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The Historical Jesus: Five Views

3.79 of 5 stars 3.79  ·  rating details  ·  82 ratings  ·  11 reviews
2011 Christianity Today Book Award winner!

The scholarly quest for the historical Jesus has a distinguished pedigree in modern Western religious and historical scholarship, with names such as Strauss, Schweitzer and Bultmann highlighting the story. Since the early 1990s, when the Jesus quest was reawakened for a third run, numerous significant books have emerged. And the pu
Paperback, 312 pages
Published October 8th 2009 by IVP Academic (first published January 1st 2009)
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Lee Harmon
Five noted scholars discuss what we can determine about the historical Jesus: Robert Price, Dominic Crossan, Luke Timothy Johnson, James Dunn, and Darrell Bock. It’s a wide range, from confirmed believers to one who argues that no historical Jesus existed at all.

Jesus scholarship continues to evolve, but it seems to me to be spiraling the target instead of zeroing in. For example, virtually all scholars now accept that Jesus was recognized by his contemporaries as a miracle worker and healer, wh
Jud Kossum
Just a heads up: This one is pretty academic and may not be for everyone. I actually wrote it for a seminary class but thought I'd share it with all of you.

Bethel University professors James K. Bielby and Paul Rhodes Eddy have put together a volume in The Historical Jesus: Five Views that provides a glimpse into the broad range of perspectives found among those who quest for the historical Jesus. Robert M. Price, a professor at Johnny Coleman Theological Seminary, begins the book with the most r
Arthur George
This was an interesting read because it offered essays on this controversial subject (the historicity of Jesus and of what he said and did) from the perspectives of 5 established New Testament scholars having various views, right from believing that Jesus did not exist at all (Price) to an evangelical (albeit a responsible one) view (Bock), with the other 3 in between. The manner of presentation was helpful, because each contributor had the chance to respond to the others' essays, so that each e ...more
Very good introduction to the history of the quest for the "Historical Jesus", and a presentation of and responses to 5 views. In my opinion, James Dunn presents the most fruitful and reasonable perspective. In a book like this, no contributor has the space to write an exhaustive methodology, but James Dunn manages to argue for his historical methods like none of the other contributors does. Luke Timothy Johnson also presents a quite reasonable perspective and spends some time on methodology, bu ...more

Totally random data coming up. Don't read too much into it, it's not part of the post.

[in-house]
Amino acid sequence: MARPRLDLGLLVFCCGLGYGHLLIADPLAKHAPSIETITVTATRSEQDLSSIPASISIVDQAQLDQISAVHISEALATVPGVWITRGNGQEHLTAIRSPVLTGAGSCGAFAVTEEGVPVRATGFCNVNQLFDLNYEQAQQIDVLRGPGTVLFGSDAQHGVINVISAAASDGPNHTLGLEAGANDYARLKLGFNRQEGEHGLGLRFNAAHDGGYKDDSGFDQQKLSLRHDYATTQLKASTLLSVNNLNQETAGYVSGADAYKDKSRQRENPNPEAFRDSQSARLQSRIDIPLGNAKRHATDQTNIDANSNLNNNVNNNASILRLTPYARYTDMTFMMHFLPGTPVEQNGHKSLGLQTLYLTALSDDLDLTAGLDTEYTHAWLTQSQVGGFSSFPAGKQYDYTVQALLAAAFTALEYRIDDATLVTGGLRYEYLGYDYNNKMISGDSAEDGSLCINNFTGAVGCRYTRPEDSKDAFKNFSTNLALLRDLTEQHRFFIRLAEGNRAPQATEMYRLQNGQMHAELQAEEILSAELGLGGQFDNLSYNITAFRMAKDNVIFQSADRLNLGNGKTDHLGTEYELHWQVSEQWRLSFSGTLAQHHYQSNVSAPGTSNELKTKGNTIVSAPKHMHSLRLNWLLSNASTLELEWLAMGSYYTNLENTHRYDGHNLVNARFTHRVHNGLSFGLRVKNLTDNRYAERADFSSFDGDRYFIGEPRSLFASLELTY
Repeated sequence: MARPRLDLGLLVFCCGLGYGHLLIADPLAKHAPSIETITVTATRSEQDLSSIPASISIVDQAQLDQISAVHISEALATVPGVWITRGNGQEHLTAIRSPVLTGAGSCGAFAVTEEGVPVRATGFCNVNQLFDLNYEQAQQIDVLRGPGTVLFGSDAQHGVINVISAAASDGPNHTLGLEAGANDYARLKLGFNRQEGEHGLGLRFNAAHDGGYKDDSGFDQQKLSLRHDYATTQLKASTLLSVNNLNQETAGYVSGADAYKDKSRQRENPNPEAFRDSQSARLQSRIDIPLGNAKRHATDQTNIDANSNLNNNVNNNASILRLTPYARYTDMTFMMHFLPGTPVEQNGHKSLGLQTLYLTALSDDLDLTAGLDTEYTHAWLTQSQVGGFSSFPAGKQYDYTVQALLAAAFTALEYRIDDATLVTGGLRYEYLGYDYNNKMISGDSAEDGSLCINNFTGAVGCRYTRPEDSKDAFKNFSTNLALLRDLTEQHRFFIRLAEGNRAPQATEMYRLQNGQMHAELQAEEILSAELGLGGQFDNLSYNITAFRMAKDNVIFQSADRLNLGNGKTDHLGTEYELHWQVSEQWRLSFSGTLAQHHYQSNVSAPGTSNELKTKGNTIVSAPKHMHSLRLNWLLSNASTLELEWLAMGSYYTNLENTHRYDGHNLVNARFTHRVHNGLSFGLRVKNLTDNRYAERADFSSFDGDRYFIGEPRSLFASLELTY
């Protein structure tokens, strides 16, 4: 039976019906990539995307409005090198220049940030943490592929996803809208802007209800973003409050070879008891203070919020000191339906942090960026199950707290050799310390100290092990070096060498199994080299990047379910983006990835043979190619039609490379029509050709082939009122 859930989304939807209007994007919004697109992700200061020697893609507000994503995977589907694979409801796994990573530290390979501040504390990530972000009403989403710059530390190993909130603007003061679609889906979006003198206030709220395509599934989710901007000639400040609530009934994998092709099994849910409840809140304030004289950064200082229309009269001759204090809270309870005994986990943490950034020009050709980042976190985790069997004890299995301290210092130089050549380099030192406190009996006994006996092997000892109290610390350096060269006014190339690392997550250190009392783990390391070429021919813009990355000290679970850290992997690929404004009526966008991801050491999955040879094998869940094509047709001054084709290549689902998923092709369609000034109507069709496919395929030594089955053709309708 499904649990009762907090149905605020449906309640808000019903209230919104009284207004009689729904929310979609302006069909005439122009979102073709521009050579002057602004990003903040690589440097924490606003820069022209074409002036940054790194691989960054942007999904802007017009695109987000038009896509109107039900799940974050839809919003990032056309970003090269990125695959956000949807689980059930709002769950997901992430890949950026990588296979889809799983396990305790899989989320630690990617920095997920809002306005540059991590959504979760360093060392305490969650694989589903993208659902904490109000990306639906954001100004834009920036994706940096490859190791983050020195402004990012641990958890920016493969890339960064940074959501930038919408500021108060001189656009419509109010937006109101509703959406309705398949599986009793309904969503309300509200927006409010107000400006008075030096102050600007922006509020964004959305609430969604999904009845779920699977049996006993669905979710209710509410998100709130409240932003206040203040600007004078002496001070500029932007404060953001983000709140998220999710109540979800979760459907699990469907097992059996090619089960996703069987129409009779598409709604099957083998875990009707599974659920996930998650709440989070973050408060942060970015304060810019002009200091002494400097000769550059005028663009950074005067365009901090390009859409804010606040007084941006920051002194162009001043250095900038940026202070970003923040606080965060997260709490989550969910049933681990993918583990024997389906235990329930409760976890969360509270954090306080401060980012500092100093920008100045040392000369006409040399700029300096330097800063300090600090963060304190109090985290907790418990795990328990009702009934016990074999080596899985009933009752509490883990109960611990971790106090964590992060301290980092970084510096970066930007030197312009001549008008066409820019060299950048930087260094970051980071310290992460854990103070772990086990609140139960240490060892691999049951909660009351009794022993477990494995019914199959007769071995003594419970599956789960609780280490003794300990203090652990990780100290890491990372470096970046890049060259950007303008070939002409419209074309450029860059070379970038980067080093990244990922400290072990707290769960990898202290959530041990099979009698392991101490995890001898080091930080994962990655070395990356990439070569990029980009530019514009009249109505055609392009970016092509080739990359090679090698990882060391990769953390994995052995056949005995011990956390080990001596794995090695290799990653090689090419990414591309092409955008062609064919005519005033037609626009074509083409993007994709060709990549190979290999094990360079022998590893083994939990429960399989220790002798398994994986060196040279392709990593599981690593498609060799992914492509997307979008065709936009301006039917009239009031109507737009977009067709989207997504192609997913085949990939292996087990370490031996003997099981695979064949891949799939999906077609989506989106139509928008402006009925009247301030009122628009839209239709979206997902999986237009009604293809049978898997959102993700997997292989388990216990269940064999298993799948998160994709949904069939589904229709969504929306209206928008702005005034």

J. K. Beilby and P. R. Eddy’s edit of The Historical Jesus: Five Views fleshes out five views of five interesting facets of Jesus according to history. I will first go over the views and then respond to several resonating quotations in the work. Robert M. Price begins by stating several perspectives about the existence of the biblical Jesus. His view is mythicistic because he seems to believe that the Jesus we read about in the Bible never really existed. John Dominic Crossan responds to Price b ...more
We are onto the third quest for the historical Jesus the first two failed dismally.

Minimally I can say that the Evangelical take on the Bible merits a seat at the table of historical Jesus scholarship. It is not simply an anti-intellectual reaction to critical scholarship.

In spite of deep disagreements between the various methodologies and conclusions of historical Jesus studies not all needs to be dismissed. There have been some valuable contributions from the scholars like James Dunn, particul
Brian Leport
Overall, very good introduction to the subject. Really enjoyed James Dunn's chapter.
Justin Tibbels
"The Historical Jesus: Five Views" is an excellent overview of the range of opinions in the field today – from the Jesus-myth theory to the Jesus-God theory and everything in between.

Read the rest of my review at
Mrs N
This book consists of five essays by leading scholars on the historical Jesus. After each essay, the other four scholars have a brief chance to respond. I enjoyed the essays (some more than others) and appreciated that a variety of view points were represented. Recommended to anyone who has some knowledge of textual criticism and an interest in the subject.
Did not think much of Price - his comments where a waste of space. I enjoyed all the other views, especially the contribution put forward by James Dunn. I also liked the contributions by Luke Timothy Johnson and John Crossan. Crossan's emphasis upon eschatology is very interesting - I enjoyed his insight and his historical/critical perspective.
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James K. Beilby (PhD, Marquette University) is professor of systematic and philosophical theology at Bethel University in St. Paul, Minnesota.
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